• As set forth above, the cutting element 24 is moveable longitudinally within the catheter body 12. Accordingly, as the cutting element 24 moves longitudinally within the body 12, it engages and moves longitudinally along the cam follower 40, causing the distal body portion 14 b to pivot relative to the proximal body portion 14 a of the catheter body 12 about the pivot axis P. In particular, in the illustrated embodiment moving the driveshaft 20 proximally, such as by moving the actuator 34 proximally, imparts proximal movement of the cutting element 24 along the cam follower 40, which causes the distal body portion 14 b to pivot or deflect away from the proximal body portion 14 a so that the cutting element 24 extends out the window 38. Moving the driveshaft 20 distally, such as by moving the actuator 34 distally, imparts distal movement of the cutting element 24 along the cam follower 40, which causes the distal body portion 14 b to pivot or deflect toward the proximal body portion 14 a so that the cutting element 24 is received in the cutting element housing 39. A suitable deployment mechanism for moving the cutting element 24 between its deployed and stored positions is disclosed in U.S. patent application Ser. No. 11/012,876, filed Dec. 14, 2004, which is hereby incorporated by reference in its entirety. It is understood that a catheter constructed according to the principles of the present disclosure may not include a deployment mechanism (e.g., the tissue-removing element or other functional element may always be deployed or may remain within the catheter body). The tissue-removing element 24 may comprise other devices, other than the illustrated cutting element, in other embodiments. For example, the tissue-removing element may comprise an abrasive element having an abrasive surface. Other tissue-removing elements do not depart from the scope of the present invention.
  • Referring to FIG. 6, in the illustrated embodiment the driveshaft 20 comprises a flexible driveshaft core, generally indicated at 46, including at least one filar layer of at least one strand 48 (e.g., wire or thread) that is helically wound (or coiled) around a longitudinal axis LA of the driveshaft to form a helix; an inner radial layer 50 circumferentially surrounding the driveshaft core; and an outer radial layer 52 circumferentially surrounding the inner radial layer. The inner radial layer 50 is secured to (i.e., bonded or adhered to) the driveshaft core 46 such that the inner radial layer circumferentially surrounds or covers at least a longitudinal portion of the driveshaft core. For example, the inner radial layer 50 may be extruded directly onto the driveshaft core 46 or the inner radial layer may be reflowed over the core using an outer heat-shrink tube (which may form the outer layer 52, as explained below). The outer radial layer 52 circumferentially surrounds or covers at least a longitudinal portion of the inner radial layer 50, such that the inner radial layer is disposed radially intermediate the driveshaft core 46 and the outer radial layer. As used herein to describe the layers, the terms “inner” and “outer” are relative terms defining the relative locations or positions of the layers with respect to the longitudinal axis LA of the driveshaft 20. It is understood that one or more intermediate radial layers may be formed between the inner and outer radial layers 50, 52, respectively, and one or more layers may be radially outward of the outer radial layer.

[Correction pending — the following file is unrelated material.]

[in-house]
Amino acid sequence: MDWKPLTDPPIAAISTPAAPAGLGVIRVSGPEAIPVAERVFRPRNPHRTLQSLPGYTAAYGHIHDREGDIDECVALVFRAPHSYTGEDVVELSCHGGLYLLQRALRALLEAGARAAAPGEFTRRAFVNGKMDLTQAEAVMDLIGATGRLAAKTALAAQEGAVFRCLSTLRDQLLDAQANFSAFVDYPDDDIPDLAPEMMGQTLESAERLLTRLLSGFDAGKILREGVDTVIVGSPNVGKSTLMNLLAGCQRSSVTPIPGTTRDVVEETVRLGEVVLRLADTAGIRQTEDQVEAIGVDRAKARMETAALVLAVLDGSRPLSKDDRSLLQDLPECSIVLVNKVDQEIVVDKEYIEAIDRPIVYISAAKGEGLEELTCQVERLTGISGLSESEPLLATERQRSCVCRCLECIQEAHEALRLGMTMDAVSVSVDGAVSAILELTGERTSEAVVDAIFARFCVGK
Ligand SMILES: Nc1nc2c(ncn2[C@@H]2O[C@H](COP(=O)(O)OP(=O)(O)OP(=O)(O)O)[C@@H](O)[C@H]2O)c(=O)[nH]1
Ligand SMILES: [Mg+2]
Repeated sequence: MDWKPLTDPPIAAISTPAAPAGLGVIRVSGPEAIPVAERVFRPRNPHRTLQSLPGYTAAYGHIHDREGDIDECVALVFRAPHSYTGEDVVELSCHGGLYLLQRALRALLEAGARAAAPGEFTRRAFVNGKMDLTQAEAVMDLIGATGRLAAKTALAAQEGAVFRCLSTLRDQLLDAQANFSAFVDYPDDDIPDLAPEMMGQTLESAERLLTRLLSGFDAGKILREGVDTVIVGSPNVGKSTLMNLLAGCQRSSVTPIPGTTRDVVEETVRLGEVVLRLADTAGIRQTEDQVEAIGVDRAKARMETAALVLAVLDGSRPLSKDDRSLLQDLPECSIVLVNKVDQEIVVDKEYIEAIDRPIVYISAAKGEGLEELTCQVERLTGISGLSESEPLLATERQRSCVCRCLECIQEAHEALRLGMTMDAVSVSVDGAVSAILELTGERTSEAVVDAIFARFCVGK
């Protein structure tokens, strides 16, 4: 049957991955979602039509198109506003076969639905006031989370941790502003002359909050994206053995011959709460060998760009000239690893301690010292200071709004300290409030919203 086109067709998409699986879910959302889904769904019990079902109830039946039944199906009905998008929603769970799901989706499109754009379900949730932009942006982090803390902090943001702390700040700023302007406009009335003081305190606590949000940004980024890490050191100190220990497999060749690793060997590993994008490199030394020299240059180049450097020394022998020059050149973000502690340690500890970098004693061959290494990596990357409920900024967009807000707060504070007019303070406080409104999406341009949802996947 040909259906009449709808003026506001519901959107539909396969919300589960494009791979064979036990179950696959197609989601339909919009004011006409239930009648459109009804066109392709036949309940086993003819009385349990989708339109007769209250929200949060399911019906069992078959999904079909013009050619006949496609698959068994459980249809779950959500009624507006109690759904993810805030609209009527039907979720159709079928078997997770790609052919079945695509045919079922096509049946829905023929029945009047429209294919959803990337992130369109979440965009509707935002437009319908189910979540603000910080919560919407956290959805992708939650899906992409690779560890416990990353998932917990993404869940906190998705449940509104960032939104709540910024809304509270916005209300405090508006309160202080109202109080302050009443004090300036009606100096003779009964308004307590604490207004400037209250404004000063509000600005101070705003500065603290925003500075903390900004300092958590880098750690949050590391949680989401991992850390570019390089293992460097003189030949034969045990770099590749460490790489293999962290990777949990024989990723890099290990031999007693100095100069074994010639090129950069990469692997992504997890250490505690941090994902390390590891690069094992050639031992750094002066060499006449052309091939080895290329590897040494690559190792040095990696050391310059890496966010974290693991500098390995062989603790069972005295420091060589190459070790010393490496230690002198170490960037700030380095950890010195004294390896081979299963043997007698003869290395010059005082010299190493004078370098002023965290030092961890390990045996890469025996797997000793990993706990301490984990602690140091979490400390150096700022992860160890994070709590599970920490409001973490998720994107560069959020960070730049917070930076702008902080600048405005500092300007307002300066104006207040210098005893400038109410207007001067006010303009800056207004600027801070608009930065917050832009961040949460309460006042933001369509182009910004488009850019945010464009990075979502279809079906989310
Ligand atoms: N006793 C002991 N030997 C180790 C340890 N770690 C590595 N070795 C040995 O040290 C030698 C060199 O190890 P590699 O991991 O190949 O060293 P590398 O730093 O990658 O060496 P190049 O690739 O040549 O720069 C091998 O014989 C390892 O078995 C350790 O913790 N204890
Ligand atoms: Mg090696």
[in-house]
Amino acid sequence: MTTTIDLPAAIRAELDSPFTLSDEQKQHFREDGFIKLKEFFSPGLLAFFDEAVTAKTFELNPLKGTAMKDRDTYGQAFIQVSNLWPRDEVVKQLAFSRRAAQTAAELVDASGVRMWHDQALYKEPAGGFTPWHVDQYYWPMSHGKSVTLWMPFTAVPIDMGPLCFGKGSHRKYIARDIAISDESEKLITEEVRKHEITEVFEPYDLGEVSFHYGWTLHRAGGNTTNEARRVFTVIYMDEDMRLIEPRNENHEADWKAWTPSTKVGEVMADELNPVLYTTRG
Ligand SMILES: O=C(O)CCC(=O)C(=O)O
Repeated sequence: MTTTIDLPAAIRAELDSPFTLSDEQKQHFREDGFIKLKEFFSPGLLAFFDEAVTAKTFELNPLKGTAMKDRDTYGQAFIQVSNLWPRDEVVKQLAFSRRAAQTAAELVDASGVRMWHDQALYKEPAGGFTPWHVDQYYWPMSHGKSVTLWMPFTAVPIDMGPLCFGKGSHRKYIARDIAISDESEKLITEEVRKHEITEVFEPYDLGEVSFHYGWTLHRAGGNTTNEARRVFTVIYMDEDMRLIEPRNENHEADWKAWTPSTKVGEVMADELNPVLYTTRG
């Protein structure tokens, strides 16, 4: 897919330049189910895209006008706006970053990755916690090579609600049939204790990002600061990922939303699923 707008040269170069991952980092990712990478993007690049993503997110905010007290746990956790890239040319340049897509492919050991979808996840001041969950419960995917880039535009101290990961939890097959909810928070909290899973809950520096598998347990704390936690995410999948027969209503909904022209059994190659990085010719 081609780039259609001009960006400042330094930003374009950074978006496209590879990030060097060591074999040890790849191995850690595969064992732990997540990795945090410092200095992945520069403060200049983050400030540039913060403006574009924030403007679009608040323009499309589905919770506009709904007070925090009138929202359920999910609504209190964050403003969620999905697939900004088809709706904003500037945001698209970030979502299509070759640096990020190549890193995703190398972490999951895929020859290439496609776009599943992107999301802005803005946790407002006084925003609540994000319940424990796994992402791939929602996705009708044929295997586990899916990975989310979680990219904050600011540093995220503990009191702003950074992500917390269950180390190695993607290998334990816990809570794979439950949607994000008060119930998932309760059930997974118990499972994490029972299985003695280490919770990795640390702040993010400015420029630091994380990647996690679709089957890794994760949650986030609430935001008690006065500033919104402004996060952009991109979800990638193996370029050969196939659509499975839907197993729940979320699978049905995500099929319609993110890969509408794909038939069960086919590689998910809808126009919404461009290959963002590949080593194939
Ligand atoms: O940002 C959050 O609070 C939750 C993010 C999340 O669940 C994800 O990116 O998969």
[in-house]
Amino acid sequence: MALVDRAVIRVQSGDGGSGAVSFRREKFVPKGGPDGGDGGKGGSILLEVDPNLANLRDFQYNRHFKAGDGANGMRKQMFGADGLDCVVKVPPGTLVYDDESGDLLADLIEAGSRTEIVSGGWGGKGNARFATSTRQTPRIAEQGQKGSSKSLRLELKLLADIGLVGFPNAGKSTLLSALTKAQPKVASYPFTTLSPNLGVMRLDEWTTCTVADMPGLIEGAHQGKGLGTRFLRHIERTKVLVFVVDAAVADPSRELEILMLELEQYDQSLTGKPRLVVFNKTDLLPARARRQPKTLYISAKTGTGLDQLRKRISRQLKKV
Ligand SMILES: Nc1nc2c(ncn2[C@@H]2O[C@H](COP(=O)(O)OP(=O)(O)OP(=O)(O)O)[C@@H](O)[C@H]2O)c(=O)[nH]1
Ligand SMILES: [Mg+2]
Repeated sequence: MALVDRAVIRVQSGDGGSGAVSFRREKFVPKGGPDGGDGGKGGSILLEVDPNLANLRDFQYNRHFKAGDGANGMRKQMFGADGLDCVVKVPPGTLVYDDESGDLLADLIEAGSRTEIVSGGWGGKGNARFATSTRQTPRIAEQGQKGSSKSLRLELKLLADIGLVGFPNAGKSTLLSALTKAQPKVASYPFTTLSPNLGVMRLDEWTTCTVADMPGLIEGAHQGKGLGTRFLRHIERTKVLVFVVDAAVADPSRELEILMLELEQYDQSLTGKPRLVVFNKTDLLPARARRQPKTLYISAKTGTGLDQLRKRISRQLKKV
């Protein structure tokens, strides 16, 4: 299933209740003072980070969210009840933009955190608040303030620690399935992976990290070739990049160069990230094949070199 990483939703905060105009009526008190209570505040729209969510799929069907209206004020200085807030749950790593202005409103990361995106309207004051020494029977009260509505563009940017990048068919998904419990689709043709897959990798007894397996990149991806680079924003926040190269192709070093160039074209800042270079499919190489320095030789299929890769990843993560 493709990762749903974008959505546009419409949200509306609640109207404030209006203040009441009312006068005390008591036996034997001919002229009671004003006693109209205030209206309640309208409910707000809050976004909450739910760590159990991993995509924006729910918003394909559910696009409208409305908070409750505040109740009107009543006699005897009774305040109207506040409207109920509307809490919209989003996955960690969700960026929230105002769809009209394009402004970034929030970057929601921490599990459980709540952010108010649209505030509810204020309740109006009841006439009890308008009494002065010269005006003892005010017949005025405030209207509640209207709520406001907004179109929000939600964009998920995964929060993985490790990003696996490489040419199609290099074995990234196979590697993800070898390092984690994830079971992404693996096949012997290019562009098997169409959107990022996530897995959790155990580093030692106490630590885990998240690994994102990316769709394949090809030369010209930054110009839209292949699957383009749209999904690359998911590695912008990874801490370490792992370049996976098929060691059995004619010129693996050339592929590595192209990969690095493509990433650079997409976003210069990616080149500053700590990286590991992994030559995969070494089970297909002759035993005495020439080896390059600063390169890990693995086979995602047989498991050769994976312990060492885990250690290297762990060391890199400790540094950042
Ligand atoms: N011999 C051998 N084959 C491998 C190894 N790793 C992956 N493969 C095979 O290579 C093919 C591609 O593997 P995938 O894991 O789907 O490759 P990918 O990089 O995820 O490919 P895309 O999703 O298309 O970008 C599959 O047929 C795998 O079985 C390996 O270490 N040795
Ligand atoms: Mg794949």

• Referring to FIG. 7, the driveshaft core 46 comprises multiple filar layers (i.e., 4 radial layers), with each filar layer including a plurality of strands 48 helically wound around the longitudinal axis L of the driveshaft 20. In this embodiment, each of the strands 48 is a core segment of the driveshaft core 46. In particular, the illustrated drive shaft core 46 includes a radially innermost filar layer, generally indicated at 46 a, comprising a plurality of helically wound strands (e.g., 3 strands); a first intermediate filar layer, generally indicated at 46 b, comprising a plurality of strands helically wound around the radially innermost filar layer (i.e., 9 strands); a second intermediate filar layer, generally indicated at 46 c, comprising a plurality of strands helically wound around the first intermediate layer (i.e., 10 strands); and an outer filar layer, generally indicated at 46 d, comprising a plurality of strands helically wound around the second intermediate filar layer (i.e., 10 strands). The filar layers 46 a, 46 b, 46 c, 46 d are counter-wound relative to radially adjacent filar layer(s), so that the radially innermost filar layer 46 a and the second intermediate filar layer 46 c are wound in the same direction (e.g., clockwise), and the first intermediate filar layer 46 b and the outer filar layer 46 d are wound in the same direction that is opposite that of the radially innermost filar layer and the first intermediate filar layer (e.g., counterclockwise). The strands 48 of each filar layer 46 a, 46 b, 46 c, 46 d may be wires made from stainless steel, tungsten, or other material. The diameter of the driveshaft core 46 may have any suitable diameter such as from about 0.015 in (0.038 cm) to about 0.040 in (0.10 cm), and in one embodiment, about 0.020 in (0.050 cm).